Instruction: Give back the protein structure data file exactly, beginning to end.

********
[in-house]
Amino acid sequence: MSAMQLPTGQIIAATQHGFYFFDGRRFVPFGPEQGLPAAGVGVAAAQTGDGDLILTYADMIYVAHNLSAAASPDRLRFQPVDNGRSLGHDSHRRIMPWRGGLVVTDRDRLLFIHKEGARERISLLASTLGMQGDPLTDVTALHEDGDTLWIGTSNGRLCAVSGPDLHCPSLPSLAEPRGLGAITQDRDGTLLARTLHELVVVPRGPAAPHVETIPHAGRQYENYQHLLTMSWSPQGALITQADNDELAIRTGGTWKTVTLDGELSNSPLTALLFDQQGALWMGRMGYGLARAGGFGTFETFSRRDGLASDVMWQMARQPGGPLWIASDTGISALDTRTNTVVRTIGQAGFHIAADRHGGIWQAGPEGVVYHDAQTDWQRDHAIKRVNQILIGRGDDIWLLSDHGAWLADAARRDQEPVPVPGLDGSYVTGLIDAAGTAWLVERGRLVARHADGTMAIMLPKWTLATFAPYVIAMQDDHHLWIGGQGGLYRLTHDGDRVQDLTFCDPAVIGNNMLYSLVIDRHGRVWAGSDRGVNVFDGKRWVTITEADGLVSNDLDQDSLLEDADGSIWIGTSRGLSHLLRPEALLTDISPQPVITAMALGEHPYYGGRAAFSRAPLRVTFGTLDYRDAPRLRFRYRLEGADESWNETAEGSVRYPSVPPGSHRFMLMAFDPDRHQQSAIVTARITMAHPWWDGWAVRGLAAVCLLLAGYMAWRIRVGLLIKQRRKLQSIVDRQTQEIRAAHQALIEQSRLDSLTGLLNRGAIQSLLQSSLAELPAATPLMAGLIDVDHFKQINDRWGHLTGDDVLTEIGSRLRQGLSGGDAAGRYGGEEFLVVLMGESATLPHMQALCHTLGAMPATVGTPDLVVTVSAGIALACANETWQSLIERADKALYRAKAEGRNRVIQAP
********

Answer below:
[in-house]
Amino acid sequence: MSAMQLPTGQIIAATQHGFYFFDGRRFVPFGPEQGLPAAGVGVAAAQTGDGDLILTYADMIYVAHNLSAAASPDRLRFQPVDNGRSLGHDSHRRIMPWRGGLVVTDRDRLLFIHKEGARERISLLASTLGMQGDPLTDVTALHEDGDTLWIGTSNGRLCAVSGPDLHCPSLPSLAEPRGLGAITQDRDGTLLARTLHELVVVPRGPAAPHVETIPHAGRQYENYQHLLTMSWSPQGALITQADNDELAIRTGGTWKTVTLDGELSNSPLTALLFDQQGALWMGRMGYGLARAGGFGTFETFSRRDGLASDVMWQMARQPGGPLWIASDTGISALDTRTNTVVRTIGQAGFHIAADRHGGIWQAGPEGVVYHDAQTDWQRDHAIKRVNQILIGRGDDIWLLSDHGAWLADAARRDQEPVPVPGLDGSYVTGLIDAAGTAWLVERGRLVARHADGTMAIMLPKWTLATFAPYVIAMQDDHHLWIGGQGGLYRLTHDGDRVQDLTFCDPAVIGNNMLYSLVIDRHGRVWAGSDRGVNVFDGKRWVTITEADGLVSNDLDQDSLLEDADGSIWIGTSRGLSHLLRPEALLTDISPQPVITAMALGEHPYYGGRAAFSRAPLRVTFGTLDYRDAPRLRFRYRLEGADESWNETAEGSVRYPSVPPGSHRFMLMAFDPDRHQQSAIVTARITMAHPWWDGWAVRGLAAVCLLLAGYMAWRIRVGLLIKQRRKLQSIVDRQTQEIRAAHQALIEQSRLDSLTGLLNRGAIQSLLQSSLAELPAATPLMAGLIDVDHFKQINDRWGHLTGDDVLTEIGSRLRQGLSGGDAAGRYGGEEFLVVLMGESATLPHMQALCHTLGAMPATVGTPDLVVTVSAGIALACANETWQSLIERADKALYRAKAEGRNRVIQAP